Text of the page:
(No longer in theaters)
J.J. Abrams, Bryan Burkv, Steven Spielberg
Jun 9, 2011
The J. J. Abrams sci-fi thriller Super 8 is a Steven Spielberg homage/rip-off produced by Spielberg himself. It would be easy to dismiss as 100 percent ersatz if it didn’t rekindle at least some of the old excitement—and if the magic of Spielberg’s older movies didn’t filter through, like light from a distant galaxy.
The film is called Super 8 because the principal characters—five pubescent Ohio boys of various shapes and a willowy blonde girl—are in the midst of shooting a ragtag zombie movie (it’s the seventies, pre–home video) at an empty, isolated railroad station when a pickup truck veers onto the tracks and derails an onrushing freight train. The injured driver, a high-school science teacher, tells them to run or they’ll be killed. The Air Force shows up hunting for something that looks to be very big and lethal. Walter Cronkite is on the TV talking about Three Mile Island, so it might involve nukes. Or it might not. As people and pets disappear and the grown-ups accomplish nothing, the kid protagonists strike out to solve the mystery—shooting the occasional zombie scene to take advantage of the “added production value” of all the hubbub.
The plot is a mishmash of various sci-fi and Spielberg tropes with a little bit o’ meta from the kids’ being filmmakers, but Abrams, who wrote the script, has enough storytelling savvy to keep you guessing from scene to scene—so much so that it seems criminal even to reveal the nature of the mystery. As he did with his Star Trek remake, Abrams grounds the film in family tragedy: The young hero, Joe Lamb (Joel Courtney), has just lost his mom after an industrial accident; his deputy-sheriff father (Kyle Chandler) is a non-presence; and the girl he has a crush on, Alice Dainard (Elle Fanning), has a drunken single dad who had something to do with Joe’s mother’s death. Absent mothers, impotent or cruel fathers: The world is one big dysfunctional family, with the military (led by Noah Emmerich) the baddest-ass dad of all. Joe and Alice fall in love while racing around trying to do what their parents wouldn’t or couldn’t—which includes making contact with an entity that has its own authority issues.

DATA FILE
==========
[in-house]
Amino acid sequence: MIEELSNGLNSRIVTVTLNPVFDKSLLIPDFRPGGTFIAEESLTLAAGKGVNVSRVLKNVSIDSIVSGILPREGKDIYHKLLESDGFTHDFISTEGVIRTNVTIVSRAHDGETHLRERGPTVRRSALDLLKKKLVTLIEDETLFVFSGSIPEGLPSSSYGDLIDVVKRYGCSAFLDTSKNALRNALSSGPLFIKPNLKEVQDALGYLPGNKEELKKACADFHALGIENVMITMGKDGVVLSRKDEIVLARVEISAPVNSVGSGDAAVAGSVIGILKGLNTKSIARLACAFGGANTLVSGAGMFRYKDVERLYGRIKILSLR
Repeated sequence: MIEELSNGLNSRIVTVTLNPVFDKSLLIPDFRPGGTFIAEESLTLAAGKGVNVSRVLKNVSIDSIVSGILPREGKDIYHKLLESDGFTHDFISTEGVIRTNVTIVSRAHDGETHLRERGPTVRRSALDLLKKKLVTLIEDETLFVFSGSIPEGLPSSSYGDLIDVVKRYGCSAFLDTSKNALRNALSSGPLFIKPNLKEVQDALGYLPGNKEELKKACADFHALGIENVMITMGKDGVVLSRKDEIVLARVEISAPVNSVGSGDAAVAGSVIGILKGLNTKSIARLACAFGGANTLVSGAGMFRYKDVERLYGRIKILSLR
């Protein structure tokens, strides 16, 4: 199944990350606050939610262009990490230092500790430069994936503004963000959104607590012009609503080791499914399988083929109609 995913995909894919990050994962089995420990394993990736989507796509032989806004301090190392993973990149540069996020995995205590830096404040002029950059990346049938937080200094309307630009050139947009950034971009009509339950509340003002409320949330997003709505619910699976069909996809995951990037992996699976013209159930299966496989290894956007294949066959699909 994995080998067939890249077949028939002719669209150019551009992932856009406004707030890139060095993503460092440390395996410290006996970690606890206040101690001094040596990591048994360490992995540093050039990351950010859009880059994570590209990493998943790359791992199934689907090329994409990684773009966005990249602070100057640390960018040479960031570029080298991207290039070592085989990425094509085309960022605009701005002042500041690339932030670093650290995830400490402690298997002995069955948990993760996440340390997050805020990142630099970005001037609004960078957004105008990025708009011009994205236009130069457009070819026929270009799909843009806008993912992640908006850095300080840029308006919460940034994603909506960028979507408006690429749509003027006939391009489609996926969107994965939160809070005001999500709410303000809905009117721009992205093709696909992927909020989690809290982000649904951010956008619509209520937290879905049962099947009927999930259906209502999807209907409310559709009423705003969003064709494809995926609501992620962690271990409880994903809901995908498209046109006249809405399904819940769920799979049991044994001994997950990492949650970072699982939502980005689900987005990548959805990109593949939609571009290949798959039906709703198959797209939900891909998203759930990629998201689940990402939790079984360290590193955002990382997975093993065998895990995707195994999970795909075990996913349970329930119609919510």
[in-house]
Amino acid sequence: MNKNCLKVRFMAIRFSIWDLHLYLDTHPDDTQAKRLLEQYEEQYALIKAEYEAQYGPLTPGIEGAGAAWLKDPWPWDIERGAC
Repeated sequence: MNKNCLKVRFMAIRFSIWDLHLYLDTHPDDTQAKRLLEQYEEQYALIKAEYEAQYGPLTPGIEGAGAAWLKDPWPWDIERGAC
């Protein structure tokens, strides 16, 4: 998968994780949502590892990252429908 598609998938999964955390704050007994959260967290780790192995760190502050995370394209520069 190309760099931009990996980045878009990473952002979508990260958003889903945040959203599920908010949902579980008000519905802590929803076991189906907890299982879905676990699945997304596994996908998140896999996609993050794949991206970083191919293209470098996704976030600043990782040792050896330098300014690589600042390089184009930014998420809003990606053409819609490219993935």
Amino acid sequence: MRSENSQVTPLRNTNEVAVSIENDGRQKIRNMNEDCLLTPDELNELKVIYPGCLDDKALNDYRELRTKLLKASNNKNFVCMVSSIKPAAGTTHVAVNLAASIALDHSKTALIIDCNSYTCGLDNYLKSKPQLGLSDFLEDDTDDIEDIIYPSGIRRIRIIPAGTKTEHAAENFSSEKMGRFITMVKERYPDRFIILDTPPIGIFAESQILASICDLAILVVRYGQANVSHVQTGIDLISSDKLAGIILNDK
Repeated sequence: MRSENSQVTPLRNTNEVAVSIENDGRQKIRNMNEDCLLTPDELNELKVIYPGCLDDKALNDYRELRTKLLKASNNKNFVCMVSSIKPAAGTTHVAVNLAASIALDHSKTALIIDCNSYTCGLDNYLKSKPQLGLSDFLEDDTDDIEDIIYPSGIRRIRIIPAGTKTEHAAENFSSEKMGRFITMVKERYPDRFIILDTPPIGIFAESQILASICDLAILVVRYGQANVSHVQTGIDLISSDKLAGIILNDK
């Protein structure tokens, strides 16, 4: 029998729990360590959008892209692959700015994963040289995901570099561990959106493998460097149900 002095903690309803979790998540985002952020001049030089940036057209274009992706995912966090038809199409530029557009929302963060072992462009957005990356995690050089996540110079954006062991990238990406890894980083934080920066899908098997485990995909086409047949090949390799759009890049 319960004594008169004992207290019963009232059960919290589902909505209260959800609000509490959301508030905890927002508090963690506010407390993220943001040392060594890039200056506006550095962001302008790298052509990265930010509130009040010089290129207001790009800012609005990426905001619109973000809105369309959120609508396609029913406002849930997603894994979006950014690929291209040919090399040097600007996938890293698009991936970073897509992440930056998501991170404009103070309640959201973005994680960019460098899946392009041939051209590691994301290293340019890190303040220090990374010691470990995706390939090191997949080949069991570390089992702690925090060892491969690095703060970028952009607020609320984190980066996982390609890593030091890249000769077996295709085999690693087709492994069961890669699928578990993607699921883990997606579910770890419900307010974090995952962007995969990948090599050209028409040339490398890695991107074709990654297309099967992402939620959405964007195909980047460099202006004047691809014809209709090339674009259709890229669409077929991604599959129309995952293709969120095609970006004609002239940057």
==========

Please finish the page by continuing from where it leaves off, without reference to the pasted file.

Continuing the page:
The adolescent protagonists’ repartee isn’t especially idiosyncratic or penetrating, but there’s something compelling about how unformed these kids are: You know they already look nothing like they did when the movie was shot. (Is it the result of seeing so many People anniversary spreads and episodes of Biography that we naturally envision them in their forties giving interviews about their new sobriety?) Courtney is likably non-actorish, while Fanning has good concentration and that familiar Fanning-family freaky grown-up white face and blue eyes (here slightly reddened, as if inflamed). If Abrams had given the chubby director kid (Riley Griffiths) some Spielbergian talent instead of (for easy laughs) Ed Wood–ish ineptitude, Super 8 might have added up to something more. Abrams could have shown the connection between domestic upheaval and a child’s burgeoning filmmaking talents.
At least Abrams makes you feel his enthusiasm. He would have been a week short of his 9th birthday on June 20, 1975, the opening day of Spielberg’s Jaws—the day movies changed forever—and in the throes of puberty by the time of Close Encounters of the Third Kind and E.T. At 15, he and his friend Matt Reeves got the job of cutting together the Super 8 films Spielberg had made as a kid. Abrams has probably been fighting not to reproduce Spielberg’s signature moves since the day he picked up a camera. Now, with the blessing of the master, he can plagiarize with alacrity. He can track in on his youthful subjects from below, vividly bringing their emotions to the fore. He can shoot the horizon line and heavens to make us instantly aware of all the mysteries of the universe we’ve been forced to forget just to get on with our days. He can use a sudden silence to make us laugh out loud at the prospect of being jolted out of our seats. It’s sad to say, but in the midst of so many impersonal, FX-bloated franchises and tent poles, that might be enough.